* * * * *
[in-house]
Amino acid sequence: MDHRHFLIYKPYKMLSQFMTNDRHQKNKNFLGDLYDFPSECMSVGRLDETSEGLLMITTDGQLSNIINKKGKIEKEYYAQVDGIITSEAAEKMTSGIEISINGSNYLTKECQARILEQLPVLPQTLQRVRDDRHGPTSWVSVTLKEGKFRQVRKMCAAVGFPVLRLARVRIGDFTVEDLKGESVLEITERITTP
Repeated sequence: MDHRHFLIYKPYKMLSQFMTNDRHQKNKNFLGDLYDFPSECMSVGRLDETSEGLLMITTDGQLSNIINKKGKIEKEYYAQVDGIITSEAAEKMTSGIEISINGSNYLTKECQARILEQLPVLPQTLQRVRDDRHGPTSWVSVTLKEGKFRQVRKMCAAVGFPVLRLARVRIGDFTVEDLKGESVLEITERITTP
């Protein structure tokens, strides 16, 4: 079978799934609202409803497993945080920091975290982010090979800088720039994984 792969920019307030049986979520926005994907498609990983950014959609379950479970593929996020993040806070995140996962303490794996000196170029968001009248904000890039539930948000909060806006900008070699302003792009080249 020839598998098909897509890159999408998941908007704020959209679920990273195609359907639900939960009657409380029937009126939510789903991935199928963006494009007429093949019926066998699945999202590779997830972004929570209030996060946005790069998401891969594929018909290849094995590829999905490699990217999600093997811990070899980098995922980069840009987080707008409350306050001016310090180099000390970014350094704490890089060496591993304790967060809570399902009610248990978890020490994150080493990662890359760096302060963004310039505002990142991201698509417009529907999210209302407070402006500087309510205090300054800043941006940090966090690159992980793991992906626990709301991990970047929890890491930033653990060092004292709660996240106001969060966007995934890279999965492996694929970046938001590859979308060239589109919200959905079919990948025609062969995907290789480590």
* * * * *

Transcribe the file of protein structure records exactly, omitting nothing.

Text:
[in-house]
Amino acid sequence: MDHRHFLIYKPYKMLSQFMTNDRHQKNKNFLGDLYDFPSECMSVGRLDETSEGLLMITTDGQLSNIINKKGKIEKEYYAQVDGIITSEAAEKMTSGIEISINGSNYLTKECQARILEQLPVLPQTLQRVRDDRHGPTSWVSVTLKEGKFRQVRKMCAAVGFPVLRLARVRIGDFTVEDLKGESVLEITERITTP
Repeated sequence: MDHRHFLIYKPYKMLSQFMTNDRHQKNKNFLGDLYDFPSECMSVGRLDETSEGLLMITTDGQLSNIINKKGKIEKEYYAQVDGIITSEAAEKMTSGIEISINGSNYLTKECQARILEQLPVLPQTLQRVRDDRHGPTSWVSVTLKEGKFRQVRKMCAAVGFPVLRLARVRIGDFTVEDLKGESVLEITERITTP
């Protein structure tokens, strides 16, 4: 079978799934609202409803497993945080920091975290982010090979800088720039994984 792969920019307030049986979520926005994907498609990983950014959609379950479970593929996020993040806070995140996962303490794996000196170029968001009248904000890039539930948000909060806006900008070699302003792009080249 020839598998098909897509890159999408998941908007704020959209679920990273195609359907639900939960009657409380029937009126939510789903991935199928963006494009007429093949019926066998699945999202590779997830972004929570209030996060946005790069998401891969594929018909290849094995590829999905490699990217999600093997811990070899980098995922980069840009987080707008409350306050001016310090180099000390970014350094704490890089060496591993304790967060809570399902009610248990978890020490994150080493990662890359760096302060963004310039505002990142991201698509417009529907999210209302407070402006500087309510205090300054800043941006940090966090690159992980793991992906626990709301991990970047929890890491930033653990060092004292709660996240106001969060966007995934890279999965492996694929970046938001590859979308060239589109919200959905079919990948025609062969995907290789480590």